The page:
As a wordpress.com user, it appears that I’ve got a bit of a luxury over TypePadders and BlogSpotters in that I’m provided with detailed, real time metrics right off my blog’s dashboard explaining not only how many people are visiting but how they got there and what search phrases they used to find the blog.

It can be frustrating to watch day-by-day, minute-by-minute charting the number of people that read your articles. You see good days. You see bad days. But, not all days are created equal and it’s important that you recognize this to avoid taking up virtual cliff diving.

I’ve been at this about 2 months now. I’ve landed just over 5,000 visitors. That sounds like a lot and it is to the novice. However, I’m just like most aspiring bloggers out there who sees a slow-read day and begins wondering how much value they’re really contributing to the blogosphere and whether or not it’s worth the investment of time and faith.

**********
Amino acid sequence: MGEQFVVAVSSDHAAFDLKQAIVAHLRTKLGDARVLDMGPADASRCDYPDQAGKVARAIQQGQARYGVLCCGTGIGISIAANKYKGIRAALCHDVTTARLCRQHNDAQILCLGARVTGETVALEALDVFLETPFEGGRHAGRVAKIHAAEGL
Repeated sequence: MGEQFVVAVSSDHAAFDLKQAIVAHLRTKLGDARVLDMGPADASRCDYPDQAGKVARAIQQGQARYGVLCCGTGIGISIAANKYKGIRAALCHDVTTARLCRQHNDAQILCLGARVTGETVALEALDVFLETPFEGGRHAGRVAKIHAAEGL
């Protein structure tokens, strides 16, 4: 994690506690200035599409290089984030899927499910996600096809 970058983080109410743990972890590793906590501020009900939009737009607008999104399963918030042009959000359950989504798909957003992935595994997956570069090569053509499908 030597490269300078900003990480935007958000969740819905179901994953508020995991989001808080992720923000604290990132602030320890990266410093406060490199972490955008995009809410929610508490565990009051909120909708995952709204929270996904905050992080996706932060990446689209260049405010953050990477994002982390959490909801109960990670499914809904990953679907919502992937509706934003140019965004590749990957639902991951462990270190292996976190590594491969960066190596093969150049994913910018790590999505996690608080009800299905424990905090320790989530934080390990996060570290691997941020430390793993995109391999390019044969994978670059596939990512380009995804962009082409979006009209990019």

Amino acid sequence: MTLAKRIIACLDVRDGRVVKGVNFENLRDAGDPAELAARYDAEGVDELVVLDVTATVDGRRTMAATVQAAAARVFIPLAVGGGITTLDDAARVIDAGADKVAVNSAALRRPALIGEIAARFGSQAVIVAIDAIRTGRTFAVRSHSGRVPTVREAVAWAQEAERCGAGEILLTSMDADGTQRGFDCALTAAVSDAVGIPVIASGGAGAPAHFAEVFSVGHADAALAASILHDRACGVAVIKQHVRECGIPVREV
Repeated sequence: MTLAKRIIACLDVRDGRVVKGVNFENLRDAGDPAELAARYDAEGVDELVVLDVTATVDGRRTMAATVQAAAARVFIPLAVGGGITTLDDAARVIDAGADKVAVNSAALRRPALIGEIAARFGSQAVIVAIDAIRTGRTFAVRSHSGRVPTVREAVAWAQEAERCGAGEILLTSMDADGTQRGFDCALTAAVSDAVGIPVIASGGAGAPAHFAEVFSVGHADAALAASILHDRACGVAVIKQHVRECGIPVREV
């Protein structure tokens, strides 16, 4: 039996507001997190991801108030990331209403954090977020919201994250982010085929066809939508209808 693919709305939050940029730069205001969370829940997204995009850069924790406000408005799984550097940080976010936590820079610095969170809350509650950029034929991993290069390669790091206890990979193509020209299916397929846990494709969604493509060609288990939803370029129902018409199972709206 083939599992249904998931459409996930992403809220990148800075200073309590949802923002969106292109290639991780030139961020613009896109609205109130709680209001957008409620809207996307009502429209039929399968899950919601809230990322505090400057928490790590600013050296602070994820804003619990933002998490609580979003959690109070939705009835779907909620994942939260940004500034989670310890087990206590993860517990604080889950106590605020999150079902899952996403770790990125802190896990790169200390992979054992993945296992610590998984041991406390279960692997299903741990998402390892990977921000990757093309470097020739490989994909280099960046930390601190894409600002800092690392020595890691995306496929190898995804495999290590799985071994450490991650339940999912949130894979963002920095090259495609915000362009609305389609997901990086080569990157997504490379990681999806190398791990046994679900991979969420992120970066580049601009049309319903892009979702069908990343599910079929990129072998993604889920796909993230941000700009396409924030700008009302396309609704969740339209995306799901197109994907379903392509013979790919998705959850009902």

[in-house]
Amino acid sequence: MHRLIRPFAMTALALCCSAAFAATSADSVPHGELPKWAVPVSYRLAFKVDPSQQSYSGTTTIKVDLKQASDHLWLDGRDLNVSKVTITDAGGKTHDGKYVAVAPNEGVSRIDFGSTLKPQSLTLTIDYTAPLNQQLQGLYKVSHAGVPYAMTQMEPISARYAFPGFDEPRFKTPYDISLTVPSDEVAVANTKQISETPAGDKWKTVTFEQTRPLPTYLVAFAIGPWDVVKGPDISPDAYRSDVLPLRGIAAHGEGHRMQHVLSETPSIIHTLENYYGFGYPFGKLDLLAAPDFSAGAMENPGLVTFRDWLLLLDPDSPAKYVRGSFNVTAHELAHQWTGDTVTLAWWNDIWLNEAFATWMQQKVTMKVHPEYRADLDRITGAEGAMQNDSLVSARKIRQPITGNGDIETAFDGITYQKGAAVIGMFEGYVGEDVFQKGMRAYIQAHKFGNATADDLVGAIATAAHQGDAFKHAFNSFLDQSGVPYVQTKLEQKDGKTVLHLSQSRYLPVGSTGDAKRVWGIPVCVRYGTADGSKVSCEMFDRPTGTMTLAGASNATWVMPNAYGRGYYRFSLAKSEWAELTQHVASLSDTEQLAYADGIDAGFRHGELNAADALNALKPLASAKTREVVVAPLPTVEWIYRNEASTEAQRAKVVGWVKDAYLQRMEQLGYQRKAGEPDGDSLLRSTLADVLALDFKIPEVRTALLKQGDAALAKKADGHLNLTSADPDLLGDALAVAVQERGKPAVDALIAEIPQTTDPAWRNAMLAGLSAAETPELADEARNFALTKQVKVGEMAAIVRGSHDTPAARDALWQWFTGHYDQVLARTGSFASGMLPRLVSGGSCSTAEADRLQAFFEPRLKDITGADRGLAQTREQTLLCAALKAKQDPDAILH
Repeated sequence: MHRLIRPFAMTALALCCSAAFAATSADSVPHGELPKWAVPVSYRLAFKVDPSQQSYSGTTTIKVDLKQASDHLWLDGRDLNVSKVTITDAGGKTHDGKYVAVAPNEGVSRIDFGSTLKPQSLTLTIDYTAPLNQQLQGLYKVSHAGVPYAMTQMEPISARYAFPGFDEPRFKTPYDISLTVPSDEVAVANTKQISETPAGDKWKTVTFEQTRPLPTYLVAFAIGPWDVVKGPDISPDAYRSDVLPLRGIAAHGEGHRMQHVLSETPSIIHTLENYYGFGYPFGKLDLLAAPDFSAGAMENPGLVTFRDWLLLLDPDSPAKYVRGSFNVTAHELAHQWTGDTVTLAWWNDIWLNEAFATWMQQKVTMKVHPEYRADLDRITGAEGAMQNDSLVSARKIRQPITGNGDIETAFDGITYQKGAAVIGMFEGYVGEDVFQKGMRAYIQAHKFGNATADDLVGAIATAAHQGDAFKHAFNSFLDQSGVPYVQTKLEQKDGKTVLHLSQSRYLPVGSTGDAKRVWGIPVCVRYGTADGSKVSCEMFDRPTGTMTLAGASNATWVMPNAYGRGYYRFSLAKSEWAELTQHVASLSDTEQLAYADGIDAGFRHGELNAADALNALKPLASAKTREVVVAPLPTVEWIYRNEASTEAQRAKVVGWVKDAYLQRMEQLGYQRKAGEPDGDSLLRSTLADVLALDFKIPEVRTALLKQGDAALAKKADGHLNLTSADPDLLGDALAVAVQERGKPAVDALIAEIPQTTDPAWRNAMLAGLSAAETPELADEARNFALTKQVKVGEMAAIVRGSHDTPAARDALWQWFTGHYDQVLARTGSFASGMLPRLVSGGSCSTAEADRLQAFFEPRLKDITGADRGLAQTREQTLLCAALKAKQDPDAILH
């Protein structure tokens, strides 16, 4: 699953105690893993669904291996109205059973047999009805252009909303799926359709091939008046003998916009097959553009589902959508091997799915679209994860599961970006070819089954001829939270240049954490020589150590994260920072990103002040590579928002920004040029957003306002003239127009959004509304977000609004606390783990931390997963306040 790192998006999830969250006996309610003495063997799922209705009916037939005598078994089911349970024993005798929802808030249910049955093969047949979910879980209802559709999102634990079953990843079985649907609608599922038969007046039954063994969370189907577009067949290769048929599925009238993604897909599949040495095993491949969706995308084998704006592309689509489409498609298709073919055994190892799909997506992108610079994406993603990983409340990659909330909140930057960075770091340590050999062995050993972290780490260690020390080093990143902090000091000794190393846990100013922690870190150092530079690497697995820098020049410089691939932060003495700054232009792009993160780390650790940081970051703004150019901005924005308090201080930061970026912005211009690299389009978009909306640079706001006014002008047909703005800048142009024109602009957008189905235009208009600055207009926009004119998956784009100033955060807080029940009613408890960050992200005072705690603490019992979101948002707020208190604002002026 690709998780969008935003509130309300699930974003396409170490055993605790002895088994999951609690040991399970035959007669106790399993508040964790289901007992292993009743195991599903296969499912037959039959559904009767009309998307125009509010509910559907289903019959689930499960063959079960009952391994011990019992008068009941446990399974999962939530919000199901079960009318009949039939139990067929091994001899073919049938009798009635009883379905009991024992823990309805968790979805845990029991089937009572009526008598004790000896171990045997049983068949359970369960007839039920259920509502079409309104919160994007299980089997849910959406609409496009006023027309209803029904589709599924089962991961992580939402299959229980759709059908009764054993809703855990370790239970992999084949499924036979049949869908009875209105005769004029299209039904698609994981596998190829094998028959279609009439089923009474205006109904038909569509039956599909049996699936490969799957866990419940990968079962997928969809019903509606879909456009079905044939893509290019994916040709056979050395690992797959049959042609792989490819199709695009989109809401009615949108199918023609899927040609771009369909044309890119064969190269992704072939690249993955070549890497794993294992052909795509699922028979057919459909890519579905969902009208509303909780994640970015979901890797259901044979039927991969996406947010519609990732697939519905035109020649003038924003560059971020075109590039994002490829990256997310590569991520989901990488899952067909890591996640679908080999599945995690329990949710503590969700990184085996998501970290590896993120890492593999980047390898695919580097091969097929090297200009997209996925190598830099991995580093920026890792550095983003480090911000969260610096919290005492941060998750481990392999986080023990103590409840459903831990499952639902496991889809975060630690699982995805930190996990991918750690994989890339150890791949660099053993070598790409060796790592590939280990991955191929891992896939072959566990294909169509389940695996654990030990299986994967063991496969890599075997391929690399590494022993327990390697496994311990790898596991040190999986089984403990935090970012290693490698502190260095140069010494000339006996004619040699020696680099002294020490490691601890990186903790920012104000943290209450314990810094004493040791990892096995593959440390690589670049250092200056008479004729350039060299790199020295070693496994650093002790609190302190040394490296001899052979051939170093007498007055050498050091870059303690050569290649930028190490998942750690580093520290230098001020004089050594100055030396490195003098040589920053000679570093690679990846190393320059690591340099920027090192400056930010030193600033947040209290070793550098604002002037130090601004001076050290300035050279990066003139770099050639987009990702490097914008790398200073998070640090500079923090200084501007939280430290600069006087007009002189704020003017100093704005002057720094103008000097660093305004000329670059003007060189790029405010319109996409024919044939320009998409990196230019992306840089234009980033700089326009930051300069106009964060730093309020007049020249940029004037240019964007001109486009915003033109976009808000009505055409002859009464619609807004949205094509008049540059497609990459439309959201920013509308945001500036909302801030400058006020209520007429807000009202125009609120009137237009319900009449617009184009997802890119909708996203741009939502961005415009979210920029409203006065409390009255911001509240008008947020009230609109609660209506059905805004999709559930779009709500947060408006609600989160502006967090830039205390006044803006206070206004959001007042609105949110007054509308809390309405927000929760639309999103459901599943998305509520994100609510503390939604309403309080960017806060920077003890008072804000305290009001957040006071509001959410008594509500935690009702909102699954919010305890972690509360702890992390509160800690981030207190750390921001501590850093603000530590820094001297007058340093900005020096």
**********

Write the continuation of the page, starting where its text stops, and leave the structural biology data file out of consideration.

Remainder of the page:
Consider your blog like publishing 7 different magazines. After a while you’ll see that each day has a unique traffic pattern demanding different types of information. For example, weekends typically attract non-business minds that now have some free time to think and explore new ideas -they might even be the same people that were looking for business-related stuff earlier in the week. Mondays – people want to get caught up over the weekend and are looking for both creative stimulus and a reason to get re-excited about their jobs. Fridays – well, people just want to make it through the rest of the day and, like Mondays, are looking for creative stimulus to bide the time. So, focus your publishing efforts based on what people are asking for on a particular day. Remember – read the little charts that tell you what people are clicking on AFTER they’ve read your article (I usually put a source line at the top of each article referring to where I found the content) which will give you some insight into what is grabbing the interest of your readers.